Modern humans’ love affair with Neanderthals stretches back far longer than we thought, with a genetic analysis showing they interbred around 100,000 years ago.
An international team led by Martin Kuhlwilm from the Max Planck Institute for Evolutionary Anthropology in Germany found traces of human DNA mixed in 100,000-year-old Neanderthal fossils found in Siberian mountains.
Previously, anthropologists thought the two species first met when modern humans, Homo sapiens, left Africa 65,000 years ago. This new study suggests some modern humans made the move early, encountered – and had sex with – Neanderthals, then went extinct.
The analysis was published in Nature.
“We now find evidence for a modern human contribution to the Neanderthal genome,” says Sergi Castellano, senior author of the paper. “This is likely the result of much earlier interbreeding.”
The researchers analysed DNA from the fossilised remains of three Neanderthals from the Altai mountains in Siberia, Vindija Cave in northern Croatia and Sidrón Cave in northern Spain.
They also probed the DNA of another early and now extinct human – a Denisovan – also from the Altai mountains. Denisovans and Neanderthals shared a common ancestor 381,000 to 473,000 years ago.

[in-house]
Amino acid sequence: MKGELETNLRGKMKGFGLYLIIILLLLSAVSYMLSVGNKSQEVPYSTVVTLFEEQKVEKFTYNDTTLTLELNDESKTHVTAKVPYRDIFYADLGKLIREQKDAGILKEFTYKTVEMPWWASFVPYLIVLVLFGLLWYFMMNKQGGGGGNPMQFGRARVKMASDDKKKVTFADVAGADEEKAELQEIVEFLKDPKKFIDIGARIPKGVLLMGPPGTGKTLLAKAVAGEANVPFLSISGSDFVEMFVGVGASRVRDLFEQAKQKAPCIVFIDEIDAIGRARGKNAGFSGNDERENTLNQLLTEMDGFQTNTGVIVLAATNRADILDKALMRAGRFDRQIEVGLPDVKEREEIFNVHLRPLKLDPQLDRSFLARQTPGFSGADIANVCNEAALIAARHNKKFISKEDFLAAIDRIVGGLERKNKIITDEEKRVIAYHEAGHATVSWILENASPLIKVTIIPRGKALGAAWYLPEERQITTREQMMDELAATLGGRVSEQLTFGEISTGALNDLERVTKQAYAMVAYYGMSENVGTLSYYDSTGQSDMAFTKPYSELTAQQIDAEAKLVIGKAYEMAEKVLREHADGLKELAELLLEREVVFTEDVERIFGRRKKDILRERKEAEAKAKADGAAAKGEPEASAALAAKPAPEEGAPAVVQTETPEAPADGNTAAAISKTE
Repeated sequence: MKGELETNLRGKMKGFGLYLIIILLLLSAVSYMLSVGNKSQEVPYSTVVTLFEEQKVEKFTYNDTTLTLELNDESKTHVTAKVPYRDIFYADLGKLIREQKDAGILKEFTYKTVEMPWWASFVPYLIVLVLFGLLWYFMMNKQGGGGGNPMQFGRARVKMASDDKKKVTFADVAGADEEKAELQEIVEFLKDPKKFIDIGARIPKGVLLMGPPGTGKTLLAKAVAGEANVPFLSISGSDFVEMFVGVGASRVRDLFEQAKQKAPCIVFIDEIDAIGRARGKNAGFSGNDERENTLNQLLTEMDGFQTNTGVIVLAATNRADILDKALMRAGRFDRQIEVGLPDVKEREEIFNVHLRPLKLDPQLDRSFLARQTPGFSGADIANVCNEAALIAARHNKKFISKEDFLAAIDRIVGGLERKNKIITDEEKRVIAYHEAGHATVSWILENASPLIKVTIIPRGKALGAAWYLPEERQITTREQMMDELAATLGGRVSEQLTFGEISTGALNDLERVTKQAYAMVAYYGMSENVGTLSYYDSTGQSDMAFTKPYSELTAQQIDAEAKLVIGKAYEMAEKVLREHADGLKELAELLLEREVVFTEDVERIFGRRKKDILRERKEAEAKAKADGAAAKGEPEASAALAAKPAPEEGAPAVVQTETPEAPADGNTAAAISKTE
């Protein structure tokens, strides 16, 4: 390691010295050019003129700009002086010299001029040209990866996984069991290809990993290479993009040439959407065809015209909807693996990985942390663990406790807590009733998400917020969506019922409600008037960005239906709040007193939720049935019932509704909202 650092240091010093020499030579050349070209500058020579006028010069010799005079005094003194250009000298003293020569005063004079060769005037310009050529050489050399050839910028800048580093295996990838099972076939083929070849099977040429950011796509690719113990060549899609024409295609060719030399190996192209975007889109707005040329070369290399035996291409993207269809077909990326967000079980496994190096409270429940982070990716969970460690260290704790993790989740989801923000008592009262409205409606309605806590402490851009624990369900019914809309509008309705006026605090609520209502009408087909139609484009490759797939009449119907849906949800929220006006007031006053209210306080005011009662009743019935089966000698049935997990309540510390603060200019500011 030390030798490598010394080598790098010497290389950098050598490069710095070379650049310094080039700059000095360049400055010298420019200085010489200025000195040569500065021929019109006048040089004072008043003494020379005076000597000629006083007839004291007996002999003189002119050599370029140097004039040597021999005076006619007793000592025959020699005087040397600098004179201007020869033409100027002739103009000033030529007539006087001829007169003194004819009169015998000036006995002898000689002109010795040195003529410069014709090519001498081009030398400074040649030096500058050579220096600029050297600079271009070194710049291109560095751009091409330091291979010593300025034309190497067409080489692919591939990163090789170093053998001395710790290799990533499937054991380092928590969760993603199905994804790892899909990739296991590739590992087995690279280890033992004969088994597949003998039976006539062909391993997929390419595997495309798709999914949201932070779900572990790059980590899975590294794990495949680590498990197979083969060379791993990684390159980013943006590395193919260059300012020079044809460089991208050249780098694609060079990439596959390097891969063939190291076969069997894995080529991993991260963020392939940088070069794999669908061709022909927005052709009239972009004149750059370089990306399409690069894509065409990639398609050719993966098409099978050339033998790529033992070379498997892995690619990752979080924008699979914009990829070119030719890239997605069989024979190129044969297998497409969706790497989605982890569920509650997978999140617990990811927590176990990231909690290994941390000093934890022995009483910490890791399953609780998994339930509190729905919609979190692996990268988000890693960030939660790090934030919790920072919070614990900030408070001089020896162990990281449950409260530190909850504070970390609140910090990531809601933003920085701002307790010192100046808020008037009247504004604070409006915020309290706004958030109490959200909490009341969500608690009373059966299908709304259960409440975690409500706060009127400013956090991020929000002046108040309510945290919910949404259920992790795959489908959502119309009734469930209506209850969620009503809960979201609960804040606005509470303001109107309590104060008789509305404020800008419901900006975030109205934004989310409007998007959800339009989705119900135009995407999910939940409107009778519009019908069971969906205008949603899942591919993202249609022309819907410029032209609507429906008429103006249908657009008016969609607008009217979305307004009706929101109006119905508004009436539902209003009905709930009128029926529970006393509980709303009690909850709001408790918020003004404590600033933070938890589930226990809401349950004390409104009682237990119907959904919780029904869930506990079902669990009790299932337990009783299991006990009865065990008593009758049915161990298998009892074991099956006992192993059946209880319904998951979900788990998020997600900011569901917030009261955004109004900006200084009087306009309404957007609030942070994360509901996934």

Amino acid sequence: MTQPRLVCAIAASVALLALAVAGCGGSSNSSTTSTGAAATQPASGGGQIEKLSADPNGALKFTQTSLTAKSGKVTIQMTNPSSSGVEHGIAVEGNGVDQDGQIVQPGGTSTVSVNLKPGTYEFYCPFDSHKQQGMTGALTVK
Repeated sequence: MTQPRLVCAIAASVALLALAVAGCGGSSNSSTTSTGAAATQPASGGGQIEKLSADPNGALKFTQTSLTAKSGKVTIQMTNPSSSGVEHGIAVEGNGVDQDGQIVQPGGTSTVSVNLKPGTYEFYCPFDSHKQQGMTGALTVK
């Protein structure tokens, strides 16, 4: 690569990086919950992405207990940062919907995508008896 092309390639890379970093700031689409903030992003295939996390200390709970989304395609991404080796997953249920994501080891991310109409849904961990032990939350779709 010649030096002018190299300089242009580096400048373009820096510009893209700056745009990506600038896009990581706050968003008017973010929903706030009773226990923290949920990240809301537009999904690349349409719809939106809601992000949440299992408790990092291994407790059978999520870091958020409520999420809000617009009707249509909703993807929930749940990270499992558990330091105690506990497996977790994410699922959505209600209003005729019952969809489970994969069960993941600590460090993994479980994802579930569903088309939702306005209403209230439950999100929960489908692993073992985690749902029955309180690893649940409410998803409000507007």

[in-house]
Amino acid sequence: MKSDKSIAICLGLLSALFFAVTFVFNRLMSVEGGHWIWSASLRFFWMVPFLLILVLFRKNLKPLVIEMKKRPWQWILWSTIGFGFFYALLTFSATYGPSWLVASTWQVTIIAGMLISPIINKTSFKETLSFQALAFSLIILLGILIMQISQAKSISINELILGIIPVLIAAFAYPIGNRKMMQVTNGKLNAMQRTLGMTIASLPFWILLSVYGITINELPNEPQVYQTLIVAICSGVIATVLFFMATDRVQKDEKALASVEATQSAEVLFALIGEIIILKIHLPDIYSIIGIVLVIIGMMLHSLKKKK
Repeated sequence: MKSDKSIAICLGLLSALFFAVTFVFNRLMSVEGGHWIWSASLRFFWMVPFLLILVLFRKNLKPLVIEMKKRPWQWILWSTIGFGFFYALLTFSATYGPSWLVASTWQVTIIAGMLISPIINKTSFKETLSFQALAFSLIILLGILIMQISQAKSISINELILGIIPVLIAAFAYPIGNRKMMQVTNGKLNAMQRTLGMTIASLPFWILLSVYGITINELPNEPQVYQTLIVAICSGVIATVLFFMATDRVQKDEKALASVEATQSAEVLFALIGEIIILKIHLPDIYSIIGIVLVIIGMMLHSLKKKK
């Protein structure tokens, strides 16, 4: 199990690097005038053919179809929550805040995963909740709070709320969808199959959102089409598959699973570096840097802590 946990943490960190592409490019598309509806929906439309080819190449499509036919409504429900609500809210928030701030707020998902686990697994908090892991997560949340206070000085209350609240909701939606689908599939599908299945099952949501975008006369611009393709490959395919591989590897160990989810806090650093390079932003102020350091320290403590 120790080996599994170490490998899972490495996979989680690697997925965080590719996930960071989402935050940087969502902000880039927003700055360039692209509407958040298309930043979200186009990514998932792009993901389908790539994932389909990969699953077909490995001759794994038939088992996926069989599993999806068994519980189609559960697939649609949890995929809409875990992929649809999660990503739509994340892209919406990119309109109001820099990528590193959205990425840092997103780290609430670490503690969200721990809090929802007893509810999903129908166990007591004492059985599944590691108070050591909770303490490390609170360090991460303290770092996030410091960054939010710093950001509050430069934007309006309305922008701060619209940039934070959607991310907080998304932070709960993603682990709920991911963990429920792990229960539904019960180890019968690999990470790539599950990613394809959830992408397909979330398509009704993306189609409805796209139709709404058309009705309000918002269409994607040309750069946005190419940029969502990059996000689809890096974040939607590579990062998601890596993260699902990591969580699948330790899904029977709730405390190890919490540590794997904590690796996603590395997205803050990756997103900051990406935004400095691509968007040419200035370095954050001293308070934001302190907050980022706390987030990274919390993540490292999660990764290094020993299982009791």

But when they studied the Altai Neanderthal genome, they saw it contained telltale H. sapien genes.
The only way modern human DNA could’ve found its way into the Neanderthal was, well, sex between the species, 100,000 years ago.
The Denisovan, on the other hand, didn’t contain any H. sapiens genetic material, nor did the Croatian or Spanish Neanderthals.
This “gene flow” fits with recent evidence that modern humans made their way to southern China as early as 120,000 years ago.
These early movers may have had more opportunity to get it on with other hominins than their relatives, who waited 50,000 years before spreading from Africa, the researchers write.
Belinda Smith is a science and technology journalist in Melbourne, Australia.
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